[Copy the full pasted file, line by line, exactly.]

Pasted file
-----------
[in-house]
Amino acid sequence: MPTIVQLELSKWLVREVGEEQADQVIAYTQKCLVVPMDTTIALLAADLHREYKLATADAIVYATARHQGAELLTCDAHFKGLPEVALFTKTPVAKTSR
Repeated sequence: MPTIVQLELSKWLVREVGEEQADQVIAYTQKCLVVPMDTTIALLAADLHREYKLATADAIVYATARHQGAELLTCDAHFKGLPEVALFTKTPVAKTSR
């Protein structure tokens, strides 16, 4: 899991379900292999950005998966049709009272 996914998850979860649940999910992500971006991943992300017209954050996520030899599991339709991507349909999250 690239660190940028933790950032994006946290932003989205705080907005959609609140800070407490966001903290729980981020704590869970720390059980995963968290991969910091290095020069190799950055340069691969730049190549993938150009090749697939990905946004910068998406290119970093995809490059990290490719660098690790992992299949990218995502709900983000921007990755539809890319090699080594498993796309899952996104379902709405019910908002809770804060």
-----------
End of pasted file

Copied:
[in-house]
Amino acid sequence: MPTIVQLELSKWLVREVGEEQADQVIAYTQKCLVVPMDTTIALLAADLHREYKLATADAIVYATARHQGAELLTCDAHFKGLPEVALFTKTPVAKTSR
Repeated sequence: MPTIVQLELSKWLVREVGEEQADQVIAYTQKCLVVPMDTTIALLAADLHREYKLATADAIVYATARHQGAELLTCDAHFKGLPEVALFTKTPVAKTSR
């Protein structure tokens, strides 16, 4: 899991379900292999950005998966049709009272 996914998850979860649940999910992500971006991943992300017209954050996520030899599991339709991507349909999250 690239660190940028933790950032994006946290932003989205705080907005959609609140800070407490966001903290729980981020704590869970720390059980995963968290991969910091290095020069190799950055340069691969730049190549993938150009090749697939990905946004910068998406290119970093995809490059990290490719660098690790992992299949990218995502709900983000921007990755539809890319090699080594498993796309899952996104379902709405019910908002809770804060």